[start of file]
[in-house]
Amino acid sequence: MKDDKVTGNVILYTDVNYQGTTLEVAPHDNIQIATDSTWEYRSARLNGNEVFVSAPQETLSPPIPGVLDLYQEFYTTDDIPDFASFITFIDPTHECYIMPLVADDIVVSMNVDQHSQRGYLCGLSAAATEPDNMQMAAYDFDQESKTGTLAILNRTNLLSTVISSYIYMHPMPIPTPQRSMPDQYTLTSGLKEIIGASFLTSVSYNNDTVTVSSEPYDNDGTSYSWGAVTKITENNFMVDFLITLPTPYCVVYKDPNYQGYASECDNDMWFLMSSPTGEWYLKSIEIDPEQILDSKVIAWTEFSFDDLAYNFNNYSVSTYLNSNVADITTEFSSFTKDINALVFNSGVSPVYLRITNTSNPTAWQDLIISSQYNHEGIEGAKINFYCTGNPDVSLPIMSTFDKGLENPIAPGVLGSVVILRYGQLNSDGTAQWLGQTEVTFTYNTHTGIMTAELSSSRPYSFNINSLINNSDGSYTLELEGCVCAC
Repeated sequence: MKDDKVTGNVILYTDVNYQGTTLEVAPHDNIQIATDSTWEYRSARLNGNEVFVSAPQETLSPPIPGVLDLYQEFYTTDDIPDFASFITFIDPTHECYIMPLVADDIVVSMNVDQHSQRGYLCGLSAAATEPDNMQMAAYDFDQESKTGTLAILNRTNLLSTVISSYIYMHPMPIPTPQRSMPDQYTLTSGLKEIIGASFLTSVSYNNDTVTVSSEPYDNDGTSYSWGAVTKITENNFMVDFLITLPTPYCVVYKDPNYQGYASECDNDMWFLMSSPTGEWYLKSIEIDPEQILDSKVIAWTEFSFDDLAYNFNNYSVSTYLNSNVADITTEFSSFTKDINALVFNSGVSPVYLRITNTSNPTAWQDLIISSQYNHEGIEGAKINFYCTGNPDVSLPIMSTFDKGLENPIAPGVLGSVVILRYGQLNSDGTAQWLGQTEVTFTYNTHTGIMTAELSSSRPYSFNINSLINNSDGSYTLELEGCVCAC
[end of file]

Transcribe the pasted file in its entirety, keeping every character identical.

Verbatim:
[in-house]
Amino acid sequence: MKDDKVTGNVILYTDVNYQGTTLEVAPHDNIQIATDSTWEYRSARLNGNEVFVSAPQETLSPPIPGVLDLYQEFYTTDDIPDFASFITFIDPTHECYIMPLVADDIVVSMNVDQHSQRGYLCGLSAAATEPDNMQMAAYDFDQESKTGTLAILNRTNLLSTVISSYIYMHPMPIPTPQRSMPDQYTLTSGLKEIIGASFLTSVSYNNDTVTVSSEPYDNDGTSYSWGAVTKITENNFMVDFLITLPTPYCVVYKDPNYQGYASECDNDMWFLMSSPTGEWYLKSIEIDPEQILDSKVIAWTEFSFDDLAYNFNNYSVSTYLNSNVADITTEFSSFTKDINALVFNSGVSPVYLRITNTSNPTAWQDLIISSQYNHEGIEGAKINFYCTGNPDVSLPIMSTFDKGLENPIAPGVLGSVVILRYGQLNSDGTAQWLGQTEVTFTYNTHTGIMTAELSSSRPYSFNINSLINNSDGSYTLELEGCVCAC
Repeated sequence: MKDDKVTGNVILYTDVNYQGTTLEVAPHDNIQIATDSTWEYRSARLNGNEVFVSAPQETLSPPIPGVLDLYQEFYTTDDIPDFASFITFIDPTHECYIMPLVADDIVVSMNVDQHSQRGYLCGLSAAATEPDNMQMAAYDFDQESKTGTLAILNRTNLLSTVISSYIYMHPMPIPTPQRSMPDQYTLTSGLKEIIGASFLTSVSYNNDTVTVSSEPYDNDGTSYSWGAVTKITENNFMVDFLITLPTPYCVVYKDPNYQGYASECDNDMWFLMSSPTGEWYLKSIEIDPEQILDSKVIAWTEFSFDDLAYNFNNYSVSTYLNSNVADITTEFSSFTKDINALVFNSGVSPVYLRITNTSNPTAWQDLIISSQYNHEGIEGAKINFYCTGNPDVSLPIMSTFDKGLENPIAPGVLGSVVILRYGQLNSDGTAQWLGQTEVTFTYNTHTGIMTAELSSSRPYSFNINSLINNSDGSYTLELEGCVCAC